Lindsay sycamore trees awarded heritage designation by Forest Ontario

By Roderick Benns

Lindsay is outside this tree's normal hardiness zone. Photo: Jamie Morris.

The five sycamore trees lining Victoria Avenue just north of Peel Street in Lindsay have been given Heritage Tree status by Forests Ontario, a distinction only bestowed on about 100 trees in Southern and Central Ontario.

The trees are well known to Lindsay residents and remarked upon by visitors. Sycamores are Eastern North America’s largest deciduous trees and these five, 132-years old, dominate the skyline as you look north from Victoria Park or the farmers’ market. Their canopies arch across to the boulevard and the mottled, patchwork appearance of the trunks (the species is “exfoliating” and regularly sloughs off bark) make the trees instantly recognizable.

With the approval of the City’s Parks Department, the trees were nominated by the  Canopy Project Kawartha Lakes (CPKL), a volunteer-led community group whose goal is to protect and enhance the urban canopy in the settlement areas of the City of Kawartha Lakes, for Heritage Tree status with Forests Ontario. 

They join roughly 100 trees from across Southern and Central Ontario, including three from our region: a bur oak that may date back 380 years marked the head of the Fenelon Portage during fur trade days and can be seen at Maryboro Lodge, where it’s known as the “Grand Old Lady”; a 130-year-old white ash in Balsam Park; and a sugar maple near Port Perry on the ancestral lands of the Mississauga First Nations.

To be eligible the trees had to meet criteria set by Forests Ontario. A tree could qualify as “a prominent community landmark,” as “a noble specimen because of its size, form, shape, beauty, age, colour, variety, genetic constitution, or other distinctive feature” or because of association with “a historic person.” 

The sycamores qualify on all three counts. Local landmarks for sure, but also “noble specimens.” Lindsay is outside their normal hardiness zone and sycamores don’t normally grow this far north. In a letter of support for the application Tom Mikel, coordinator of Fleming College’s Urban Forestry Program, described the trees as “incredible specimens,” and the highlight on his annual Lindsay field walks with students. “For most students,” he noted, “this is the first time they may be seeing an American Sycamore (P. accidentalis) in real life, and almost certainly their first time seeing ones so massive.”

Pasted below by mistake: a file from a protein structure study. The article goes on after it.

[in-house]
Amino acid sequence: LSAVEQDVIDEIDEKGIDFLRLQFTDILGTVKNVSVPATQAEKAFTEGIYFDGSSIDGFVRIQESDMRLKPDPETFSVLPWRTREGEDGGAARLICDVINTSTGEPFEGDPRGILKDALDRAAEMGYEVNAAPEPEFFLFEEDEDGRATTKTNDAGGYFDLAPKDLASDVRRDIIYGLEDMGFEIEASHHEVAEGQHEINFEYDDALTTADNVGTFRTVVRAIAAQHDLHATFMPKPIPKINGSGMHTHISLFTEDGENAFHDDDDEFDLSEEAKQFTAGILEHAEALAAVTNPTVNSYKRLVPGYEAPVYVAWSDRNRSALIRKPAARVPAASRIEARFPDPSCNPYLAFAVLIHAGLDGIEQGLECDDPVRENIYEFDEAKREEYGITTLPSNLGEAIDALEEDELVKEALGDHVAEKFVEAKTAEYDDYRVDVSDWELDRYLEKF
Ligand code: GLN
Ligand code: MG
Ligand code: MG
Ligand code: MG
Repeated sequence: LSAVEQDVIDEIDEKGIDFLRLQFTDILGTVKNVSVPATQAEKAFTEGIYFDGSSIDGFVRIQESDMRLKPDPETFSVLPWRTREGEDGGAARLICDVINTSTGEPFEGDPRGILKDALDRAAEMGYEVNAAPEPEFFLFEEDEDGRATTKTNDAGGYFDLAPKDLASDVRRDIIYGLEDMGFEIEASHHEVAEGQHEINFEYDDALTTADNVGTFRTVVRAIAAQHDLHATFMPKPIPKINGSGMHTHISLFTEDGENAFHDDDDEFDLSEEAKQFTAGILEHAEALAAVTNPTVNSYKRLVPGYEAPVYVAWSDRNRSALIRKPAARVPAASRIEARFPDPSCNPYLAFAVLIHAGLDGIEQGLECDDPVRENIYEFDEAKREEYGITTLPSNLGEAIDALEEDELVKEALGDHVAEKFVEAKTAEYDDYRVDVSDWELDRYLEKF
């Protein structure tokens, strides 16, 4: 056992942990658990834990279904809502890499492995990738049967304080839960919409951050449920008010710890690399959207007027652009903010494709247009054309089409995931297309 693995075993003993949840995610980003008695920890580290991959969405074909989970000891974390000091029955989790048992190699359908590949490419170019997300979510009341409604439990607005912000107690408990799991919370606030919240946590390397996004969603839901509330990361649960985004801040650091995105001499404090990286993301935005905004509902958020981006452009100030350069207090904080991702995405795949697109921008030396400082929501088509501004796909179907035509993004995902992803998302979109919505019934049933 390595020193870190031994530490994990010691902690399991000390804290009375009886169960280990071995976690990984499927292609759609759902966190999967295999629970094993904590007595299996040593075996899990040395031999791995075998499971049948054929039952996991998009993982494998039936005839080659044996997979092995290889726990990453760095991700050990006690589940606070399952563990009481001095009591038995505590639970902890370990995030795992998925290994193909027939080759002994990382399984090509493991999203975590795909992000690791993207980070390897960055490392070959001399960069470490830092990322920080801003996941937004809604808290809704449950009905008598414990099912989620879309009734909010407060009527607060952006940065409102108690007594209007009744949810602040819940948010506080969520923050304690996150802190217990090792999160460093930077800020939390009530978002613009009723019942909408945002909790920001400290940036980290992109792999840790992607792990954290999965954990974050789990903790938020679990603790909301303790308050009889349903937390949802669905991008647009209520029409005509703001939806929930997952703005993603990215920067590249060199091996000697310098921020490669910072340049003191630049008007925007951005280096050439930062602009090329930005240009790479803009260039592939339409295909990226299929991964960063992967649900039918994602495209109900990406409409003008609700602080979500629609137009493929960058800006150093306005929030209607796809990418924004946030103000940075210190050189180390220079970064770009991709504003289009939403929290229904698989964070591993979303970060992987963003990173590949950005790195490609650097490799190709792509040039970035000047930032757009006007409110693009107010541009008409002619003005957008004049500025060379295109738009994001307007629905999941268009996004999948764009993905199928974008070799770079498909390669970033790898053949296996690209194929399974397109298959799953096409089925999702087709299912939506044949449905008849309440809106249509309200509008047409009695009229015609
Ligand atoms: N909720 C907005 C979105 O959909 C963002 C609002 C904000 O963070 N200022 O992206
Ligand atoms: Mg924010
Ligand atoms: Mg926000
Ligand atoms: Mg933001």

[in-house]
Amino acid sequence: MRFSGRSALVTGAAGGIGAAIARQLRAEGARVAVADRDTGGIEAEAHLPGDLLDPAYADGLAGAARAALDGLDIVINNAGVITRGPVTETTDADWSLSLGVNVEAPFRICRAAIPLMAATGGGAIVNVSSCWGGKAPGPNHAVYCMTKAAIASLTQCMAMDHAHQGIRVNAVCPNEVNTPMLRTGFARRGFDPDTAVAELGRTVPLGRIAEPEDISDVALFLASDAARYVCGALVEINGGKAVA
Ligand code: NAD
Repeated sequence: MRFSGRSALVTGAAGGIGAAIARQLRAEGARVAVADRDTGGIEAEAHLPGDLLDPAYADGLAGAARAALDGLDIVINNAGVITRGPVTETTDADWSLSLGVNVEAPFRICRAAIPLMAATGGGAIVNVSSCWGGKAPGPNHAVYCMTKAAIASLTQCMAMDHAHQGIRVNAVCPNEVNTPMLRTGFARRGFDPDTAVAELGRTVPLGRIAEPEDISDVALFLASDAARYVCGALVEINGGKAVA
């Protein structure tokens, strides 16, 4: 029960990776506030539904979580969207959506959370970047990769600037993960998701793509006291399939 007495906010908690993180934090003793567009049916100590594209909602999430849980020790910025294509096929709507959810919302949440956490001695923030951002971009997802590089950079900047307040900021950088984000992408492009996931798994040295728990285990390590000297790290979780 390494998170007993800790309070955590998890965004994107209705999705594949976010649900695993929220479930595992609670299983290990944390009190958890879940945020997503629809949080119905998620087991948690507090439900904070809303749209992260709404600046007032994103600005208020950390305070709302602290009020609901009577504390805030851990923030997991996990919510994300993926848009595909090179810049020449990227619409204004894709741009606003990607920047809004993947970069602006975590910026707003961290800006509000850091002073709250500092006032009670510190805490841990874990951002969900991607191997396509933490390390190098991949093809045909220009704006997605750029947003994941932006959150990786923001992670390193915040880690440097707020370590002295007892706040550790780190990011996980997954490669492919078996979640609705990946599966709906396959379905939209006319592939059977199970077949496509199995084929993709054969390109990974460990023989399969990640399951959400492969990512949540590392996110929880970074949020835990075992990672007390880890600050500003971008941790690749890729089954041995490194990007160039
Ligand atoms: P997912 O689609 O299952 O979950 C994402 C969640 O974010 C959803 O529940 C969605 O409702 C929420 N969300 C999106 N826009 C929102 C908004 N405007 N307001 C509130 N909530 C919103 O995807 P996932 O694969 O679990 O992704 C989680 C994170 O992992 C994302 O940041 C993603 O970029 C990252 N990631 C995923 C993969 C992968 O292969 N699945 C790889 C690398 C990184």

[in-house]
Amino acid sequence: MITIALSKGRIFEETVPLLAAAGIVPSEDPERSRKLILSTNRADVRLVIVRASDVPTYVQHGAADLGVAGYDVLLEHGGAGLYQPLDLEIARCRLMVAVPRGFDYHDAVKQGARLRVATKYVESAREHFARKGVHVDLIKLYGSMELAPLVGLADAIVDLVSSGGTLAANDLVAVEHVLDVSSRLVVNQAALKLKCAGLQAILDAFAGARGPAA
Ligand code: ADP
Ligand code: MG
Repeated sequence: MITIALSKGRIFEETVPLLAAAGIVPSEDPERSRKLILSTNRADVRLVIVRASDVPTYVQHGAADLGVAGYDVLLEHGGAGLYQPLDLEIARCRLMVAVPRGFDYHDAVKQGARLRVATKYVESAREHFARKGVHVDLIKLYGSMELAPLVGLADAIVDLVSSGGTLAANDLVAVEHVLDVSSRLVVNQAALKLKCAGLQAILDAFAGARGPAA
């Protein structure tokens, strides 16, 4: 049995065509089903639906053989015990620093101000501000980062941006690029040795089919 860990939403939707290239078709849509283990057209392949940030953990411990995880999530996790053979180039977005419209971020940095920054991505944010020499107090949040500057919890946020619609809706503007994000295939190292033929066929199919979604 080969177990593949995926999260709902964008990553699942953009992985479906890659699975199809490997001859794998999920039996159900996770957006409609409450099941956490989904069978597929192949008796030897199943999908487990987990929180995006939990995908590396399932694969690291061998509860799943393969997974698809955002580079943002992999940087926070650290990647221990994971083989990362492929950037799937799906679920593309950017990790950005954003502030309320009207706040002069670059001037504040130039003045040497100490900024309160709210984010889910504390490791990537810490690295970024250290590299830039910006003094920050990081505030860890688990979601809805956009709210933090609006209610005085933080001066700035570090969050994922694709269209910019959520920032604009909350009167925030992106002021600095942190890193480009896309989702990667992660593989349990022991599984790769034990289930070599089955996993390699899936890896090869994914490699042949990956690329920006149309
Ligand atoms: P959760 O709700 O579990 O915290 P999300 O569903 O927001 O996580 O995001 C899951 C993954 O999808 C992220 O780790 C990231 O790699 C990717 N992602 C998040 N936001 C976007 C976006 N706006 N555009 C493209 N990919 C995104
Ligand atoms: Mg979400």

The “historic person” associated with the trees is Richard Sylvester, who planted the trees as two-year-old saplings in 1892. He and his brother operated Sylvester Manufacturing Co. The factory, which stood in the space now occupied by Tim Horton’s, Home Hardware and Lindsay Dry Cleaners, made agricultural and farm implements and employed roughly 100 residents.

Sylvester lived in the large white brick house at the corner visible to the west of the trees. His donation to the town of the land that became Victoria Park was a significant contribution to the community. Planting those sycamores back in 1892 was another important contribution. The final word goes to Tom Mikel: “The forethought someone had in leaving this legacy over a century ago is astounding.”

Interested in learning more about these and other notable local trees? Join the Winter Tree ID Walk Friday March 4 at 11 am. The meeting point is the Victoria Park Gazebo and the walk will be led by Tom Mikel and Jack Radecki (a consulting arborist and former Executive-Director of the Ontario Urban Forest Council).  After checking out the park’s trees it will be on to the sycamores then other trees within easy walking distance.

1 Comment

  1. George Malcolm says:

    Awesome piece of history…great to see these majestic trees so well appreciated

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